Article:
Middle fingers and devil horns punctuate a sweaty Vancouver trip down memory lane with the Headstones

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      November 11 at the Commodore Ballroom

      Canadian punk-flavoured rock icons Headstones brought the nostalgia of the ‘90s alternative scene back to Vancouver fans on Saturday, playing the second of two sold-out sweaty shows at the Commodore.

      If you arrived early enough, you might have caught Snake and the Chain, featuring the one and only Bif Naked. It was nice to see Naked on stage rocking out again, albeit with a bit more electro-punk sound this time around. The band sounded great, and it was a good lead in to what was to come next.

      The stage decoration for the headliners was of the minimalist variety; the backdrop consisted of a giant black banner emblazoned with HEADSTONES in red. The letters would change colour every time there was a healthy dousing of strobe lights, and that was about it. The Headstones' performance spoke for itself, with the band taking the stage with “For Your Consideration”, a blistering two-minute punk number from the group's latest release, Little Army. The tone was set when singer Hugh Dillon and co. followed their opener up with the classic punk rocker “Mystery to Me”, performers and audience members feeding off of each other’s energy.

      Headstones' founders Dillon, guitarist Trent Carr, and bassist Tim White playing with the ferocity they had in their heyday in the mid-‘90s. Rounded out by keyboardist Steve Carr, guitarist Rickferd van Dyk, and drummer Jesse Labovitz the three veterans produced a sound was bright, explosive, and full of chemistry.

      Dillon was expectedly animated, chewing his gum frantically, spitting, taking every chance to throw in copious amounts of expletives, and jumping into the audience multiple times while singing his heart out. Throughout the night he would announce things like “This is my favorite part of the whole fuckin’ country, right here!”, or “Van City I smell your weed!”, as well as commenting on the fact that Main and Hastings hasn’t changed for decades. At another point he asked “Mama, why do I stare at my screen all day?” while pretending to text on an invisible phone, continuing on with “Mama, why can’t I engage?”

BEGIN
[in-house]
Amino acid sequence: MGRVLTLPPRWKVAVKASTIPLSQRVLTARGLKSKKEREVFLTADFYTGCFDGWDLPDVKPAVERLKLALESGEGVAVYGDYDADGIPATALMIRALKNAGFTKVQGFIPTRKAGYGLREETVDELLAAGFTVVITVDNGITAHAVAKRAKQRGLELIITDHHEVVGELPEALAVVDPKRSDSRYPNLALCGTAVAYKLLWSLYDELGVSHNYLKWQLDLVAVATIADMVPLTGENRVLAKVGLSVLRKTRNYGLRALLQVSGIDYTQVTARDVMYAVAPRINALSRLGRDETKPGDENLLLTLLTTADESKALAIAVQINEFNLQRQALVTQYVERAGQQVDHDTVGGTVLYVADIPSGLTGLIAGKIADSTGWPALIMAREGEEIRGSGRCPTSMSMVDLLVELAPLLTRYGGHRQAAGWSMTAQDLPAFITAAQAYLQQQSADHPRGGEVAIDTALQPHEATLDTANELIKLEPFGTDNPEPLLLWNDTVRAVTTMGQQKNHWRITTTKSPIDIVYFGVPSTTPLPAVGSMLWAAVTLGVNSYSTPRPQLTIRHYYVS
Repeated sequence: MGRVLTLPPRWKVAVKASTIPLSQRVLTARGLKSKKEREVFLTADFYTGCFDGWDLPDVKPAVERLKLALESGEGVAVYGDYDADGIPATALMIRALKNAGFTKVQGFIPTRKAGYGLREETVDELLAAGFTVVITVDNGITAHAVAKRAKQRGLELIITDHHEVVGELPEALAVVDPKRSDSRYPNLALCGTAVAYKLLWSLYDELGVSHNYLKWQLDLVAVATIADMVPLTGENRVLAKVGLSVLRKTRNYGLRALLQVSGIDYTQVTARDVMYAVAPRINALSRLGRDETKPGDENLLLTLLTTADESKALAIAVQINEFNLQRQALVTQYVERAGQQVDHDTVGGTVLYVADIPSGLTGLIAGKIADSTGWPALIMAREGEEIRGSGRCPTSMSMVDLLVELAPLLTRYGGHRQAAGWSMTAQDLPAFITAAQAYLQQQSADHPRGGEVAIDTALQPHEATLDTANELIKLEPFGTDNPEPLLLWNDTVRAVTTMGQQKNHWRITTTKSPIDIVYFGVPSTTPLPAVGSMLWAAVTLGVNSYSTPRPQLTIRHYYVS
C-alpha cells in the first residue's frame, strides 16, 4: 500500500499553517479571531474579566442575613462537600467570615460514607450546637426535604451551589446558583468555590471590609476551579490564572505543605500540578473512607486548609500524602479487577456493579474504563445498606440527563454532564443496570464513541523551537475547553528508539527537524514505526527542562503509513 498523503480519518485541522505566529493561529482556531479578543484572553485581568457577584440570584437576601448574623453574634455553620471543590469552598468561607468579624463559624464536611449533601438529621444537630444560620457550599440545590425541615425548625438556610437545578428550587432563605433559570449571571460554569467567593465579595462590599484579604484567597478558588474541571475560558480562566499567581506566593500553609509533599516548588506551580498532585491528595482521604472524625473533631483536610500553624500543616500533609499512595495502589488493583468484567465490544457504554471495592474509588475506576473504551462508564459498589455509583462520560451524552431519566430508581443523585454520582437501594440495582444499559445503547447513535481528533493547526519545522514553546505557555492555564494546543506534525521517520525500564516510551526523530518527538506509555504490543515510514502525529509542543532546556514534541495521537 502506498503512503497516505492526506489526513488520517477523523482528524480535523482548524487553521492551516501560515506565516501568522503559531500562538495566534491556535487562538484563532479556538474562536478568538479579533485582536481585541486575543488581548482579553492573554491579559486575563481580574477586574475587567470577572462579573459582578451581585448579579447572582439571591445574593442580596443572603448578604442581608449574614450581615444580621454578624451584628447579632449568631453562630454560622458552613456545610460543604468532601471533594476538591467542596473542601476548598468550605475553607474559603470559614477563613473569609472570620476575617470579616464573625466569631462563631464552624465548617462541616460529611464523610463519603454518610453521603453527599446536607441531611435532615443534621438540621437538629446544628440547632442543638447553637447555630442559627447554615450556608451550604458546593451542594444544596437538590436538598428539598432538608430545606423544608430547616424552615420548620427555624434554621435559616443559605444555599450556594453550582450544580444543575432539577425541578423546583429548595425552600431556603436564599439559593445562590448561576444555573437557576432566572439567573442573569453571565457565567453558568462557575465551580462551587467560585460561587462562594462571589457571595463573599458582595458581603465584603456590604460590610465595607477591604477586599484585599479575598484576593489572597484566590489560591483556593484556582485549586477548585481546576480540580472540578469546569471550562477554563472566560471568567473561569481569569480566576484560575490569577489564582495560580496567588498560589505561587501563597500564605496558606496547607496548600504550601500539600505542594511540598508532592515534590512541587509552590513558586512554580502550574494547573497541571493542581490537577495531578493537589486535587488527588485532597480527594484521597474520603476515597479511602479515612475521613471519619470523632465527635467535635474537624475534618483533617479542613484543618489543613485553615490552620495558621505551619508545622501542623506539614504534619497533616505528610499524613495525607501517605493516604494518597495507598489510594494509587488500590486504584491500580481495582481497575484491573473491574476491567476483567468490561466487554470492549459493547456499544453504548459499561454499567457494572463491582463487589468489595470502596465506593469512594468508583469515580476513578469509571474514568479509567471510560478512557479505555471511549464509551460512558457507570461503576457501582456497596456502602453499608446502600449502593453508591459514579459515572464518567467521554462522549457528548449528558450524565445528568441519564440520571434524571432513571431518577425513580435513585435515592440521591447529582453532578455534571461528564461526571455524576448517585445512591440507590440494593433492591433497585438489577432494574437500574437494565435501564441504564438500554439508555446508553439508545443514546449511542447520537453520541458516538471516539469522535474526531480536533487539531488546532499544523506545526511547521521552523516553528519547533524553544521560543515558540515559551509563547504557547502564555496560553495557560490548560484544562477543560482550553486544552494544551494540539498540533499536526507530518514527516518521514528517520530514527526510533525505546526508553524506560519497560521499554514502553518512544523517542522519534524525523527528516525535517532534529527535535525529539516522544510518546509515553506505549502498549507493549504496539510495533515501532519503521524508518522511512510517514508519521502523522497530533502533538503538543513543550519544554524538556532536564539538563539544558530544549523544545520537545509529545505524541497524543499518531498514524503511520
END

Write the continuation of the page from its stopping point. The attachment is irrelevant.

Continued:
In the middle of “Oh My God!”, Dillon made it all the way out to the side of the Commodore, to stand on the north bar as the band proceeding to launch into the Tragically Hip's “New Orleans is Sinking”. It was a touching tribute to one of Canada’s recently fallen heroes, and, with Dillon’s long-time relationship with late singer Gord Downie and the Headstones sharing the same hometown as the Hip, it was heartfelt and honest. That’s also a good descriptor of this show, albeit jacked up with a little piss and vinegar.

      Fans pumped their fists and sang along to every word, including the new songs which sat nicely next to the classics. And classics the Headstones played, including “Something for Nothing”, “Smile and Wave”, “Unsound”, “Cubically Contained”, “Cemetery”, and the infamous Traveling Wilburys cover “Tweeter and the Monkey Man”. A ripping version of “Fuck You” amped up the energy quite considerably about three quarters of the way through the set. With middle fingers extended and devil horns hoisted high, the band’s fans screamed out the chorus at a deafening level.

      Closer to the end of the performance, Dillon snatched multiple cameras and cell phones from the first row, taking pictures of the audience, pretending to throw the devices, and then laughing while handing them back to their owners. At other times, he stared intensely out at the crowd. Seriously, they just don’t make frontmen like this anymore.

      The encore included a cover of “The Gambler” by Kenny Rogers, played with punk attitude and speed and adding some silliness to the tone of the evening. By the end of the show sweat was dripping off the faces of the Headstones as they thanked the crowd. The crowd thanked them right back for an epic dose of ’90s Canadian rock nostalgia.